A medida que la crisis en la República Árabe Siria entra en su tercer año, y los titulares de los diarios se centran en los enfrentamientos militares y los esfuerzos políticos para resolver la crisis, el mundo no debe olvidar las realidades humanas en juego.
BAGHDAD / GENEVA / NEW YORK, 21 November, 2002 - Child malnutrition rates in the south and center of Iraq have fallen to the lowest level since they peaked in 1996, according to a new survey released today by UNICEF.
The survey reveals that the rate of acute malnutrition among children has dropped from a high of eleven per cent in 1996 to four per cent this year.
The number of children who are underweight also fell, from a 1996 high of 23 per cent to 9 per cent this year. Malnutrition indicators are considered the most sensitive gauge of the health of children.
The new data on child health comes from a UNICEF-supported household survey of malnutrition among children under five that was conducted in the south and center of Iraq by the Iraqi Ministry of Health and the Central Statistical Organization in February 2002.
UNICEF attributes the improvements to:
The continuing expenditure by Iraq of the majority of oil-for-food money on food
The UN lifting of a cap on oil sales
The success of nutrition screening in Community Child Care Units
Two good years of rainfall and bumper crops
"Despite improvements there are still close to one million children under the age of five suffering from chronic malnutrition in Iraq today - that's nearly a quarter of all children of that age," said Mr. Carel de Rooy, the head of UNICEF in Iraq. "This is unacceptable. More still needs to be done to end the suffering of a generation of children."
UNICEF said that the monthly government food ration received by virtually the entire Iraqi population has made the greatest impact in reducing child malnutrition. Under a programme agreed to between the Iraqi government and the United Nations in 1996, known as the Oil for Food Programme (OFFP), the Iraqi government was permitted to sell a limited amount of oil within the framework of UN sanctions in order to purchase food, medicine, and essential supplies.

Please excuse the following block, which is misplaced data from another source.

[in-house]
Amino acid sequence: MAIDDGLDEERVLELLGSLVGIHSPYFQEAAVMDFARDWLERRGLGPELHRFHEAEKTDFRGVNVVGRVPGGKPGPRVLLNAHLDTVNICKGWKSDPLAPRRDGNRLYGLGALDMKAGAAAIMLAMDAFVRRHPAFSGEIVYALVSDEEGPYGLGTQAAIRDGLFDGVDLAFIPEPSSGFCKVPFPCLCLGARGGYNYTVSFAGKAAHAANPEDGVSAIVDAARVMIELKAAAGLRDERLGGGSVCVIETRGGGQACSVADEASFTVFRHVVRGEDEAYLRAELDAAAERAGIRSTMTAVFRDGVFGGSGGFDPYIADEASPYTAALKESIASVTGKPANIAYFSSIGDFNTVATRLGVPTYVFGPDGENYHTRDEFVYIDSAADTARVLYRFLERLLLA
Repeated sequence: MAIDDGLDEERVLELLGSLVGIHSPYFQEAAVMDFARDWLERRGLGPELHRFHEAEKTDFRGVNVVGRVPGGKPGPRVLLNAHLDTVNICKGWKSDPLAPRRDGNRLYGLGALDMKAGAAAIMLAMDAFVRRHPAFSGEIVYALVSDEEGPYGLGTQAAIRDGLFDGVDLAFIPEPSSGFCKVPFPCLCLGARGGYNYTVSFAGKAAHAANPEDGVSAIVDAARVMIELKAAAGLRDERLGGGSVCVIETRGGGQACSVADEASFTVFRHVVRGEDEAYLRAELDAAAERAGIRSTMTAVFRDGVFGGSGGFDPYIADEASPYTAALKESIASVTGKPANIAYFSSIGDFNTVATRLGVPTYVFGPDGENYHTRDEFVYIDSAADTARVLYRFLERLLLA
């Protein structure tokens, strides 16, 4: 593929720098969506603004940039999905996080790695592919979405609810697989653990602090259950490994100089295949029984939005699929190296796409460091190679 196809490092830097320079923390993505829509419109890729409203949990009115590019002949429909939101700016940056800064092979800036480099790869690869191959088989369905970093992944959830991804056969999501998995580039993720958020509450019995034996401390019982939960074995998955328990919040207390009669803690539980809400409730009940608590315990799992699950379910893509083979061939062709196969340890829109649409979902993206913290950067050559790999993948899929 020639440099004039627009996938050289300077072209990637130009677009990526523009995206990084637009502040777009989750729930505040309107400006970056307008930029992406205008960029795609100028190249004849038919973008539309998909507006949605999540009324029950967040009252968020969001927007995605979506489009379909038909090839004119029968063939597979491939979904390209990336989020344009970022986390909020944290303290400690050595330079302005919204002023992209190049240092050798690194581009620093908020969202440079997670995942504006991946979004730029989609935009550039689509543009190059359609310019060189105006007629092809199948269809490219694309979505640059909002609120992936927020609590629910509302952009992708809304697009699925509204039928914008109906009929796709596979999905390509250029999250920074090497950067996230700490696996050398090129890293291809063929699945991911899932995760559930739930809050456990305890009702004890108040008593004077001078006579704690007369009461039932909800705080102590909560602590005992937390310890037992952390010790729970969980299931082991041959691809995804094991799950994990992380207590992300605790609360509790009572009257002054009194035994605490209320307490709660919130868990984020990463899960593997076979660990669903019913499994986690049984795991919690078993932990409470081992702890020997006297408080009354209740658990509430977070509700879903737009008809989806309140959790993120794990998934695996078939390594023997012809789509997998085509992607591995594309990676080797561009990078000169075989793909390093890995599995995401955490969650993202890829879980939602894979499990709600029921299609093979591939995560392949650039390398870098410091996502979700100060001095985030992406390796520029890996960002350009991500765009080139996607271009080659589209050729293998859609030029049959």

In 2000 the cap on Iraqi oil sales was removed, making significant sums of additional revenue available for the humanitarian programme and the rehabilitation of vital sectors, such as water, sanitation and electricity.
The OFFP budget is allocated by the Government of Iraq, which spends more than $1.25 billion on food every six months. The food ration distribution is among the largest of its kind in the world.
Whereas in 1991 the food ration per person in Iraq amounted to just 1,090 calories each day, increased revenue from the OFFP had raised the daily ration to 2,215 calories per day in 2002. The drop in child malnutrition means that an estimated 480,000 fewer Iraqi children are suffering from general malnutrition today than in 1996.
Mr. de Rooy added that an "early-warning" network of nearly 3,000 UNICEF-supported government Community Child Care Units contributed to the remarkable improvement in the nutritional status of Iraqi children. Almost 13,000 volunteers monitor the growth and weight of children at these community centers. The centers screen around a million children a year, and malnourished children are referred to health or nutritional rehabilitation centers for supplementary treatment.
UNICEF said that an additional factor that led to the sharp decline in child malnutrition in Iraq was the breaking of a three-year long severe drought in 2000, followed by two years of good rainfall. Agricultural output doubled while the price of local food products fell.
"Malnutrition rates are very sensitive to changes in the availability of food at the household level, so the recent gains could be lost," said de Rooy. "If there was an exacerbation of the humanitarian crisis in Iraq, this could seriously affect the distribution of food, leaving children at risk of severe malnutrition once again."
Acute malnutrition, whose symptoms include muscular wasting and edema, is considered by nutritionists to be the most important indicator that children are at risk of death.
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